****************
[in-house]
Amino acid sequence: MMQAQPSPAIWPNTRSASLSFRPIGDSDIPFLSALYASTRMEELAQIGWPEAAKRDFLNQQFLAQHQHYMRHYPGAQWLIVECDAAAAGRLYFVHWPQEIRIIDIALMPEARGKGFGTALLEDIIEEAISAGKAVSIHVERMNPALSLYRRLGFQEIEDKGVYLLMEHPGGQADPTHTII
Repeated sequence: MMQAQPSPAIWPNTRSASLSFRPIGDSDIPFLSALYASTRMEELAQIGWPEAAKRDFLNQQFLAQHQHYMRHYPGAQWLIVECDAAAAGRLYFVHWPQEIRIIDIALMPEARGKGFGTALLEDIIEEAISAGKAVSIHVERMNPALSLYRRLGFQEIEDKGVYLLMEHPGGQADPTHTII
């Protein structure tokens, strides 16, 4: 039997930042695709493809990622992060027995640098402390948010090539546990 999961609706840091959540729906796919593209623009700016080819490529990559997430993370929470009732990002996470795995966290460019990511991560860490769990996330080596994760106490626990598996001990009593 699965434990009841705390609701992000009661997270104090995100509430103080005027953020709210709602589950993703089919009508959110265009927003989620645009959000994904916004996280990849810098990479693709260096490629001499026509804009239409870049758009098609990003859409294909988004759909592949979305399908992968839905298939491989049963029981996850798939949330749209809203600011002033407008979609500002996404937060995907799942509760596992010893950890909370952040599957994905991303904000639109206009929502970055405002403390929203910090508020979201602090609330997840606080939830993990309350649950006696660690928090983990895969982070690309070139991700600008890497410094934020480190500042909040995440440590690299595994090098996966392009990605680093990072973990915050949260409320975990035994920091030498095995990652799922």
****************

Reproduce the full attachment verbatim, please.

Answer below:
[in-house]
Amino acid sequence: MMQAQPSPAIWPNTRSASLSFRPIGDSDIPFLSALYASTRMEELAQIGWPEAAKRDFLNQQFLAQHQHYMRHYPGAQWLIVECDAAAAGRLYFVHWPQEIRIIDIALMPEARGKGFGTALLEDIIEEAISAGKAVSIHVERMNPALSLYRRLGFQEIEDKGVYLLMEHPGGQADPTHTII
Repeated sequence: MMQAQPSPAIWPNTRSASLSFRPIGDSDIPFLSALYASTRMEELAQIGWPEAAKRDFLNQQFLAQHQHYMRHYPGAQWLIVECDAAAAGRLYFVHWPQEIRIIDIALMPEARGKGFGTALLEDIIEEAISAGKAVSIHVERMNPALSLYRRLGFQEIEDKGVYLLMEHPGGQADPTHTII
């Protein structure tokens, strides 16, 4: 039997930042695709493809990622992060027995640098402390948010090539546990 999961609706840091959540729906796919593209623009700016080819490529990559997430993370929470009732990002996470795995966290460019990511991560860490769990996330080596994760106490626990598996001990009593 699965434990009841705390609701992000009661997270104090995100509430103080005027953020709210709602589950993703089919009508959110265009927003989620645009959000994904916004996280990849810098990479693709260096490629001499026509804009239409870049758009098609990003859409294909988004759909592949979305399908992968839905298939491989049963029981996850798939949330749209809203600011002033407008979609500002996404937060995907799942509760596992010893950890909370952040599957994905991303904000639109206009929502970055405002403390929203910090508020979201602090609330997840606080939830993990309350649950006696660690928090983990895969982070690309070139991700600008890497410094934020480190500042909040995440440590690299595994090098996966392009990605680093990072973990915050949260409320975990035994920091030498095995990652799922």